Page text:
WASHINGTON, D.C. -- Echoing concerns raised by its members regarding overstated Verizon 4G LTE coverage as it relates to the Mobility Fund Phase II (MF-II) challenge process, the Rural Wireless Association (RWA) has filed a request asking the Federal Communications Commission to investigate the 4G LTE coverage claimed by Verizon and require re-filing of the company’s data to correct its overstated coverage.
Filings by a coalition of radio frequency engineers and Panhandle Telecommunications Systems, have expressed serious concerns regarding the inaccuracy of Verizon’s stated 4G LTE coverage and the impact of such reported coverage on the MF-II challenge process and auction and the availability of support. Noting that Verizon's stated 4G LTE coverage in the Oklahoma Panhandle could be overstated by more than 50%, RWA's request echoes those concerns and urges Commission action.
"Commission review of Verizon's claimed coverage is critical," said RWA General Counsel Carri Bennet. "Our participating small rural carrier members estimate that it will cost them each $1 million dollars or more to complete the challenge process -- a figure that could be dramatically reduced and used for deployment of rural broadband services if Verizon’s reported coverage was accurate."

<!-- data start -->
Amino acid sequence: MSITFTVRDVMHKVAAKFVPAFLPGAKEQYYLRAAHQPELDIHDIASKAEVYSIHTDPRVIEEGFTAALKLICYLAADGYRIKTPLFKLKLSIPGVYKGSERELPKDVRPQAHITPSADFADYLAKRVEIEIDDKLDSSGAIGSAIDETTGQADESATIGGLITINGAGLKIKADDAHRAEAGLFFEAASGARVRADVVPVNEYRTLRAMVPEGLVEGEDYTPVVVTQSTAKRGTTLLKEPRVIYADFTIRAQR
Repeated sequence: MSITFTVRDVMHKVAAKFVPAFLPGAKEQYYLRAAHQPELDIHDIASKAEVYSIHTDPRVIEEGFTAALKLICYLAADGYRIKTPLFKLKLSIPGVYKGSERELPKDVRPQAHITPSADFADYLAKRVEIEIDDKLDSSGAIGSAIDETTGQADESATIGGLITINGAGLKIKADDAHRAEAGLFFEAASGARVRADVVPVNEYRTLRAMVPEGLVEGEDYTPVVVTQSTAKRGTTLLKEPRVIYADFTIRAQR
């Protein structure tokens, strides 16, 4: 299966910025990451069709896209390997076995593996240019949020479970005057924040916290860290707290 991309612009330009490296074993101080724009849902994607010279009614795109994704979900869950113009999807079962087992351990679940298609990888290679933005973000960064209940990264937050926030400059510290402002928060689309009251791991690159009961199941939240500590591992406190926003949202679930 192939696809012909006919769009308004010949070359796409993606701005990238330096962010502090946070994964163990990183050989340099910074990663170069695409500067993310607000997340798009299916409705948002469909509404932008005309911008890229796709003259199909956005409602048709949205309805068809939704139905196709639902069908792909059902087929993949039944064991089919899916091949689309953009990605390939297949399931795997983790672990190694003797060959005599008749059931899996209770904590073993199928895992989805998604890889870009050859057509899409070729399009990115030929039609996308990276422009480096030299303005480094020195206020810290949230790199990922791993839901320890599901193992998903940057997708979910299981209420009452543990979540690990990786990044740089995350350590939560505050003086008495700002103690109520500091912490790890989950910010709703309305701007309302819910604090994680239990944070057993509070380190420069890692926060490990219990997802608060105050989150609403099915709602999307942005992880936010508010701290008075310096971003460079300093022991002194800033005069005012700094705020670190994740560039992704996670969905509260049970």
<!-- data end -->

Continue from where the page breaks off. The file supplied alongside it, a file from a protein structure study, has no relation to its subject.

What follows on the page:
With its multi-year investment in next-generation PON beginning to show a return, Verizon's Intelligent Edge Network is now a reality, CEO Hans Vestberg told attendees of the Verizon 2019 Investor Meeting today.
Tune in to Broadband World News Radio on February 14 at 11 a.m. ET / 8 a.m. PT / 4 p.m. UK when John Isch, Practice Director of the Network and Voice Center of Excellence at Orange Business Services, discusses use cases, ROI and misconceptions of software-defined wide-area networks, virtualization and cloud.
Consumers are buying millions of IoT devices, from smart thermostats and security systems to intelligent entertainment setups and furniture. Yet many of these devices remain isolated because home users are uncomfortable connecting them to each other – or even their WiFi. After all, their WiFi network was probably designed only to handle a few laptops, a gaming system and a couple of smartphones. Now, demand on the network is surging and even though you're delivering 100 Mbps to 1 Gbps, that doesn't necessarily mean the broadband power is in the right place or reaches every corner of a home.
Even if WiFi coverage is sufficient, typing is not on trend. Voice is far more natural, easier and faster. Using a TV keyboard is archaic when more and more households have access to cloud-based voice services, like Amazon Alexa. This webinar will explore how service providers can create a comfortable, truly smart home for consumers – simultaneously driving up margin and loyalty.